And then it starts to lighten up a little bit as you're starting to get into the eye. And then very, very shortly after that, it's just bright. There is not a cloud near you. All the clouds are below you. You can see the eye wall extending up thousands of feet over you. At that point, you know you're in the eye. And once you get there, you have to go right back through it all again out the other side. And so you see this big wall of clouds that you know that you have to fly through. There's no other way out.
What's the mood when you're approaching the storm? Is it intimidating, or are you used to it by now?
If you ever get used to it, I think you're in the wrong business. You have to have a healthy respect for every hurricane. They all present their own unique challenges. And I say this because we always want to do this safely. And we can do it safely because, one, we have a lot of experience. Two, we have a very solid plan for when we're about to go fly through a hurricane. And three, we respect the power of nature and what it can bring to us. So we're not necessarily scared, but we are prepared for the worst and we're hoping for the best.
“Aviation was not designed to fly through hurricanes.”
What sorts of calculated risks do you take to get the data that you need?
Any time you board an airplane, there are risks that you're taking. So one of the things that we really do is we've tried to learn from mistakes or experiences that people before us have flown. So it's kind of like the campfire talks of thousands of years ago, where you're learning about the dangers of what it is that you're doing. Because flying through hurricanes is a very unnatural thing. Aviation was not designed to fly through hurricanes.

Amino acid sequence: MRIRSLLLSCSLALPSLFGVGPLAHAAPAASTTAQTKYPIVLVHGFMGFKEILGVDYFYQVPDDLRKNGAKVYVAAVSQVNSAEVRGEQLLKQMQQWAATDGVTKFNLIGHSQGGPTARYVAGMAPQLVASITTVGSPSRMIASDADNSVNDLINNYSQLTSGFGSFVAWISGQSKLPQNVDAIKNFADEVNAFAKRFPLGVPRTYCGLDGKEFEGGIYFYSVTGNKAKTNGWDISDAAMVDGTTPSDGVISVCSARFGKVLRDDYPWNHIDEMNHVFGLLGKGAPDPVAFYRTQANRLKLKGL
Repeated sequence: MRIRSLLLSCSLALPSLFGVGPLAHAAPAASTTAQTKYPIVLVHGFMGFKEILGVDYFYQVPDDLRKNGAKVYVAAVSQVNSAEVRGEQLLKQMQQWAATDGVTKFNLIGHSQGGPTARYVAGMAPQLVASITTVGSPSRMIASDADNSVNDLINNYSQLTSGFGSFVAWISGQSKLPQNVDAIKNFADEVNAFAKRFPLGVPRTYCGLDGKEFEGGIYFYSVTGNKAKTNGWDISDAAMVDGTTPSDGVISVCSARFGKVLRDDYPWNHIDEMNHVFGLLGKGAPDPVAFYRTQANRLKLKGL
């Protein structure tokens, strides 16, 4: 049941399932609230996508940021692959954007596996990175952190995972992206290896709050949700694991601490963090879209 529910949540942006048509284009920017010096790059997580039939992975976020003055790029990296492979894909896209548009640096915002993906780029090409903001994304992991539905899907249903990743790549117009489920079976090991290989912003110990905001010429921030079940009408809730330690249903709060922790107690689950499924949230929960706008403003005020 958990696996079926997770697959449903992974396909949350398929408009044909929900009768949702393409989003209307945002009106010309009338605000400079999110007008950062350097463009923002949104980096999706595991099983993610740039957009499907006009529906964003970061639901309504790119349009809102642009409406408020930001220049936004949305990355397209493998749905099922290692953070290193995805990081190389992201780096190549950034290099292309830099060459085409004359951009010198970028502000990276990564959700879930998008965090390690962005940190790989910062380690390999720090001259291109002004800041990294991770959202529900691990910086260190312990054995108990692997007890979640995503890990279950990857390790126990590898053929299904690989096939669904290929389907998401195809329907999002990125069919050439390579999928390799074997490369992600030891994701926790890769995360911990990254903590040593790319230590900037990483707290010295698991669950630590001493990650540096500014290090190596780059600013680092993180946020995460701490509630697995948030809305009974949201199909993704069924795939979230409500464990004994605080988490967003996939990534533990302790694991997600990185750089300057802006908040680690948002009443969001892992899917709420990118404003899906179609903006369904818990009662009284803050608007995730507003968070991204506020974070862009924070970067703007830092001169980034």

As the meteorologist on board, I'm looking for specific characteristics in the radar returns. And if there's something very specific to a section that we're about to fly through, it's my responsibility to let our pilots know, “Hey, there is this feature here that is potentially unsafe. Let's avoid that particular region of a hurricane.” And so it's very much an experience and a knowledge passed down and talking about it. And sometimes you have to experience situations to understand that those are the ones that we need to avoid in the future.
Has flying through hurricanes changed your view of them and the destruction they cause?
It's very, very different being in an airplane. The duration that you're being exposed to the hurricane environment is much, much less than when you're riding one out on the ground. It's not your home that is being ripped up to a degree by the hurricane. You're out there trying to make sure that the information is gonna be received by the people on the ground. And so you get an up-close and personal look at the sheer power of a hurricane. Every time you see it, you're always amazed at the power of Mother Nature and what she can bring.
Most recently, Hurricane Irma went right through my state [Florida], and this time it was a little more personal. It's the first time in my nine hurricane seasons doing this that it's been my state, my family that has been in the crosshairs of a hurricane. And so at that point, you don't change what you do. You don't change the way you go about your daily lives. But it brings you back to the fact that we are doing this for the American people, to show them that there is a hurricane out there, it is this strong, this is where it's going, and make the correct preparations well ahead of time. So it makes the job that we're doing valuable. Because if we can warn people, get information to the people, then any risk that we're taking makes it worth it.
Update October 5th, 2017 12:55PM ET: This story was originally published on September 22nd, 2017 and has been updated with video.